Donald trump, 1864 Abortion Ban, Arizona
Photo credit: Illustration by DonkeyHotey for WhoWhatWhy from Cracchiolo Law Library Digital Collections, Arthur De Witzleben / LOC / Wikimedia, Wellcome Images / Wikimedia (CC BY 4.0 DEED), and Michael Vadon / Flickr (CC BY-SA 2.0 DEED)

Ever since abortion became legal, the GOP has portrayed itself as unequivocally “pro-life.” This week’s Arizona Supreme Court decision has exposed that as a lie.

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It would seem that this week’s Arizona Supreme Court decision, which declared that an 1864 law banning nearly all abortions in the state is in effect once again, would (and should) have been a major triumph for Republicans and a reason for them to rejoice. After all, they are the ones always talking about “the sanctity of life” that begins right “at conception,” or, as Donald Trump did this week, declaring abortion to be an issue that “should be left to the states.”

Well, hallelujah, guys! It seems as though the court’s decision checks all the boxes. A state is making the abortion decision (instead of that pesky federal government), and nearly all life is protected from that magical moment a few days after sex when a woman may technically be pregnant, in accordance with the beliefs of people who have zero understanding of science.

So why is it that mostly Democrats are talking about this decision? And why aren’t Republicans happy? 

Because, as this example impressively shows, they didn’t really want these things. Instead, the GOP wanted to indefinitely campaign on them, as that is a great way to get evangelicals to vote for conservative candidates and give them money.

To be fair, that is a bit of an oversimplification. Republicans do want states’ rights… as long as it’s entirely on their terms.

In the case of abortion, they have realized that, especially since the Supreme Court overturned Roe v. Wade, it is a losing issue for them. 

And, since Arizona is a key swing state, they understand that getting most women of child-bearing age pissed off at them is probably not a winning strategy heading into the election.

Therefore, predictably, they are now trying to get out of this situation.

Or, in plain English, they want to write laws that would allow vastly more abortions to be performed in the state. So much for “the sanctity of life” that begins right “at conception.” 

And Trump, aka Mr. States’ Rights, also rowed back his own rhetoric only a couple of days after making his “Statement on Life.” Asked about whether the Arizona decision went too far, he said that it did but would be “straightened out.” 

“As you know, it’s all about states’ rights,” he added, which is hilarious considering that it is now an antique state law that is viable again because it is no longer superseded by a later federal Supreme Court decision. 

Of course, in this case, what Trump really means is that Arizona’s draconian Civil War-era abortion law (he also mentioned another one now on the books in Florida) should be changed so that more “babies” can be killed there. 

While that’s politically sensible, it also reveals a division in the GOP. 

On the one hand, there are the true believers who want to protect babies (or cell clusters they call babies). That might be scientifically questionable but at least they have principles. 

This group includes Marjorie Dannenfelser, the president of Susan B. Anthony Pro-Life America, who expressed that she was “deeply disappointed” in Trump for coming out against a national abortion ban.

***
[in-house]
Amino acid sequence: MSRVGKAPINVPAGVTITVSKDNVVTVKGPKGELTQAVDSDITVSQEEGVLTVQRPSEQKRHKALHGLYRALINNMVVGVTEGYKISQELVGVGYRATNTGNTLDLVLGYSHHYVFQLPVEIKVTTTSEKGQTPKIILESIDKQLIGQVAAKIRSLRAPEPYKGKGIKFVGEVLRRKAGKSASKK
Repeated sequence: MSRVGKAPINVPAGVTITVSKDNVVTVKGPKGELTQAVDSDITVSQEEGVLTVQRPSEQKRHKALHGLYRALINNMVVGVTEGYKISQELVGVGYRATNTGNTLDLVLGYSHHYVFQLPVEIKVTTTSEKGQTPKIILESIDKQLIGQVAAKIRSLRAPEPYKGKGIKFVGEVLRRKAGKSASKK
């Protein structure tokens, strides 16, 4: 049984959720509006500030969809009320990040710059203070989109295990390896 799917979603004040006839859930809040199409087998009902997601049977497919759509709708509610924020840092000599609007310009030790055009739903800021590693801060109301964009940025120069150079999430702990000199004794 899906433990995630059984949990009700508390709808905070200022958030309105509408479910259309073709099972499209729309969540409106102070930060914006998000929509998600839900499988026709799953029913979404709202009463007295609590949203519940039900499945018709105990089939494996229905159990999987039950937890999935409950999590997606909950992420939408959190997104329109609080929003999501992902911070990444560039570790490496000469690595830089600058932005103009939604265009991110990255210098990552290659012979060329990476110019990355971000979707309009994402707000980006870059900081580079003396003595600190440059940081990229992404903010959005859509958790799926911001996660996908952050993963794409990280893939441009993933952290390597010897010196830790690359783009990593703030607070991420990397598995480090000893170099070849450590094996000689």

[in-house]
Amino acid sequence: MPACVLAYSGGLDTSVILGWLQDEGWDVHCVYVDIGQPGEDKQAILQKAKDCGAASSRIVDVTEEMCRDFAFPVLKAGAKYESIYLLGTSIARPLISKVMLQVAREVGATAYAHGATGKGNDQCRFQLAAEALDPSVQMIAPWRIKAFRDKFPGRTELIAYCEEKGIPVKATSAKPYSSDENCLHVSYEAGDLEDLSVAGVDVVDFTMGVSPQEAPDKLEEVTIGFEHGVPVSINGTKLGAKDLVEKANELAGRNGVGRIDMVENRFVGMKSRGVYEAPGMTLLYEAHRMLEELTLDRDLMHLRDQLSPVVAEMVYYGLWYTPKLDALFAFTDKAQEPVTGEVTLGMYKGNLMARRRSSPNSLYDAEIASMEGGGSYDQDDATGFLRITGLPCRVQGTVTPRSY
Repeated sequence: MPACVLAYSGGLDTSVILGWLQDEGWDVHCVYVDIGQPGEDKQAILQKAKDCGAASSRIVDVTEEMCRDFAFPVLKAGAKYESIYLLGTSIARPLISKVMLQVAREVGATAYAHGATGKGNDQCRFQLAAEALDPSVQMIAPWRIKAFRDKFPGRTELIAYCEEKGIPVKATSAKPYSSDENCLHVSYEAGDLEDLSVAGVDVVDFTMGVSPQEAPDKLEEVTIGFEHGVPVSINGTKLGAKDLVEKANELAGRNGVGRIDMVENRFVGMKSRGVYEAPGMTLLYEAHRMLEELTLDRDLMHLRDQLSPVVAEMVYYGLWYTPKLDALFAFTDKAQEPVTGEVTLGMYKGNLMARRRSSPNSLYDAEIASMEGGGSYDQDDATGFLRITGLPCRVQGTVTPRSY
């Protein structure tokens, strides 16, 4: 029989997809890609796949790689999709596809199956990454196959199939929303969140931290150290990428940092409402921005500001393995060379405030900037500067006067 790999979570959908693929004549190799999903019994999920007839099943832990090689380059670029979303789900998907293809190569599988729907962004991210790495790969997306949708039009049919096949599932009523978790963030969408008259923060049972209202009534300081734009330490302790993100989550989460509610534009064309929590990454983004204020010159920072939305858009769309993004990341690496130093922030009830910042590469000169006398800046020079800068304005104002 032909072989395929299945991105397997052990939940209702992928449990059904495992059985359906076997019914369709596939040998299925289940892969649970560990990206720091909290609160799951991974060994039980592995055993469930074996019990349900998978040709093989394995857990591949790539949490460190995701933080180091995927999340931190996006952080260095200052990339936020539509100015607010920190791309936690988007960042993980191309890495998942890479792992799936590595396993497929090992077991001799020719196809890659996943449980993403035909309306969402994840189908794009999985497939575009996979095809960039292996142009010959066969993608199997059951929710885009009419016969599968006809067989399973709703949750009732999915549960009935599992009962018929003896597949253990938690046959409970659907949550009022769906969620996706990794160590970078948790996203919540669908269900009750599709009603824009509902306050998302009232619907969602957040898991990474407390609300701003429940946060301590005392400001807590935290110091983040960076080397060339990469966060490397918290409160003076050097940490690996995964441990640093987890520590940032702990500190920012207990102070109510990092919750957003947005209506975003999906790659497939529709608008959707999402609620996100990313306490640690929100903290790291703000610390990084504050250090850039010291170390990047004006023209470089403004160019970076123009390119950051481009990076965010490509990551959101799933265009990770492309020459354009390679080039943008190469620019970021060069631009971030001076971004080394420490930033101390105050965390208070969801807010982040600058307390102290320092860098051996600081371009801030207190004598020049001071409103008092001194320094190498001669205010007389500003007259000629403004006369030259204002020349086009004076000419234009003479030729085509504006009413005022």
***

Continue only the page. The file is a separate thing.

On the other hand, you have virtually all GOP leaders who want to take advantage of the true believers so they can get and stay in power. 

You’d think that the former group would have a problem with being used like that. But you’d be wrong. 

First of all, the latter faction rarely has to show its true colors. 

Usually, they only have to talk the talk. This time, they would also have to walk the walk, i.e., let the old law stand. Instead, they are scurrying away from a near-total abortion ban.

Take Kari Lake, a Trump super-groupie and the GOP’s Senate nominee in a state Republicans hope to win to take control of the upper chamber of Congress. 

She had previously praised the 160-year-old law, which makes sense. After all, MAGA Republicans want to take America back to a time when they thought the country was “great,” and, seeing how most of them seem to feel about minorities, 1864 seems to be as good a time as any. 

Now, Lake is making calls urging state legislators to overturn the law and replace it with a more moderate version. Of course, she (and all the others) will still claim to be pro-life… just not quite as pro-life as they pretended to be before. 

But they don’t really have to worry about their flip-flopping coming back to haunt them. 

Because, and that’s the second reason why Trump and other Republicans will get away with it, the true believers have no choice (no pun intended) but to stick with the GOP. 

They are so beholden to the former president that they will accept any indignity from him and his party. 

For example, what did Dannenfelser get for chastising Trump for abandoning the pro-life movement? A bunch of mentions on Truth Social in which he called her out… even though her organization had already proclaimed that it would “work tirelessly to defeat President Biden and extreme congressional Democrats.”

So, in the end, what is her group getting for their efforts to put Trump and other Republicans in power? A bunch of insults on a money-losing social media website. And, for true pro-lifers in Arizona, a front-row seat to watching a GOP majority pass much less stringent abortion legislation. 

Sounds like a pretty rotten deal. 


  • Klaus Marre

    Klaus Marre is a writer, editor, former congressional reporter, and director of the WhoWhatWhy Mentor Apprentice Program. Follow him on Twitter @KlausMarre.

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